Substance use affects more than the health of people living in Canada. It also has a big impact on our economy in many ways. CCSA collaborates with the Canadian Institute for Substance Use Research on the Canadian Substance Use Costs and Harms project, which analyzes how much is spent on lost productivity, healthcare, criminal justice and other direct costs from substance use.
Understanding the economic, health and social costs of substance use in Canada allows public health experts to:
- Focus on relevant public policies;
- Target the harms caused by substance use;
- Identify information gaps and research needs;
- Improve national data reporting systems;
- Measure changes in policy; and
- Determine the effectiveness of harm reduction programs.
We recently updated our report and online data visualization tool to include the most recent data from 2007 to 2020. Users can explore the costs and harms of substance use by the following categories:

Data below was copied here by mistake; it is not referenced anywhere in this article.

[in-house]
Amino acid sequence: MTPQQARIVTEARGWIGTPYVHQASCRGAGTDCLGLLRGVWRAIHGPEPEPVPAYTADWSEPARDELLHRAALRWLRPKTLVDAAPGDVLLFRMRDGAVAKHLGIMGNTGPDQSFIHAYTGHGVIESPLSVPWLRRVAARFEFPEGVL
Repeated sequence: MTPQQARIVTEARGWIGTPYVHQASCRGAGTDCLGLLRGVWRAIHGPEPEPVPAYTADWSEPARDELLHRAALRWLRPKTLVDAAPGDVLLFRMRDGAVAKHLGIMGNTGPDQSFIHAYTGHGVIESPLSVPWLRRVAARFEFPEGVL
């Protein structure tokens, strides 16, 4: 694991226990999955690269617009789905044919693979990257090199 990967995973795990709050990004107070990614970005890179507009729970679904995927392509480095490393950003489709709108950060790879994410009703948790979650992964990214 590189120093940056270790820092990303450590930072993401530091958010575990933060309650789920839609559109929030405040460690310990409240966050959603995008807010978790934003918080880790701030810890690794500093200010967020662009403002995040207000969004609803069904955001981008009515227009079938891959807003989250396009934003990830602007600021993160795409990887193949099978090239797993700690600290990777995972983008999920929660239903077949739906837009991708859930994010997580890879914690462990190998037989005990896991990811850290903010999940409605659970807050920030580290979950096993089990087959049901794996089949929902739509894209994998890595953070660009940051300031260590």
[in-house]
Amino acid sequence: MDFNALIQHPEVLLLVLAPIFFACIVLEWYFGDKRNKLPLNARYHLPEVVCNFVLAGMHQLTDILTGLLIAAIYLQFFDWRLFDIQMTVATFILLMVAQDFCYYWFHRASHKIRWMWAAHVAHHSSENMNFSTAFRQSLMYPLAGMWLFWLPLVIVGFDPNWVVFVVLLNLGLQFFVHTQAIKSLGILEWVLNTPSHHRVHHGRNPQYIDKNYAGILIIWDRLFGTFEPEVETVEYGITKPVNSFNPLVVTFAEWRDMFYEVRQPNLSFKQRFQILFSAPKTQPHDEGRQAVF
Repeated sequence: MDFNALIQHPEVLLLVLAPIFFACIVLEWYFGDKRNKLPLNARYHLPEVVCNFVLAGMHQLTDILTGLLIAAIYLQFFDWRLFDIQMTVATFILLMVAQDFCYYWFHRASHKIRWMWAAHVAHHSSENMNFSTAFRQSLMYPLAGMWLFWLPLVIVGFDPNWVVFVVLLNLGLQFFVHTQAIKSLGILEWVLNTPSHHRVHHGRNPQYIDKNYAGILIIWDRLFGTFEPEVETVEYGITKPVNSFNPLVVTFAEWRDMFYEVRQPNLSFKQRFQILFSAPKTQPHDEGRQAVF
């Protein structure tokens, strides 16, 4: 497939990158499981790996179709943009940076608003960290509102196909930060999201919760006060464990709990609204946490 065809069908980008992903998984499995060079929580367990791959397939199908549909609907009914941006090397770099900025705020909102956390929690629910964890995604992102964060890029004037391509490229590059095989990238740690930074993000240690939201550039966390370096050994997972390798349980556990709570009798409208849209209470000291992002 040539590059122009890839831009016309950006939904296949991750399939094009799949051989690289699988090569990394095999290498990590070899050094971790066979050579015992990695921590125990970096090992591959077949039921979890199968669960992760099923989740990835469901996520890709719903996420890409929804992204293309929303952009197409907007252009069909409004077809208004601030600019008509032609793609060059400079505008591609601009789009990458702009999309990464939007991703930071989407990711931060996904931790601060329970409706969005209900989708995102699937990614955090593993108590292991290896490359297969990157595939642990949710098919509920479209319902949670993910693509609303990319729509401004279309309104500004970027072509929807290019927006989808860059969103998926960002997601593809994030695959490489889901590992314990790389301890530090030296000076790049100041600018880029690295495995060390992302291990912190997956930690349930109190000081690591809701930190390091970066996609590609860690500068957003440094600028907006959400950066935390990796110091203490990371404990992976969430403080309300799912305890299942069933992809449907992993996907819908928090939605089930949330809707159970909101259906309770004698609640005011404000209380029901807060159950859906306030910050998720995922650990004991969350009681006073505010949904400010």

- Region: province, territory and all of Canada;
- Type of substance: alcohol, tobacco, cannabis, opioids and other central nervous system (CNS) depressants, cocaine and other CNS stimulants, and other substances, such as hallucinogens and inhalants;
- Category: lost productivity, healthcare, criminal justice and other direct costs; and
- Demographics: age, sex and health condition (where available).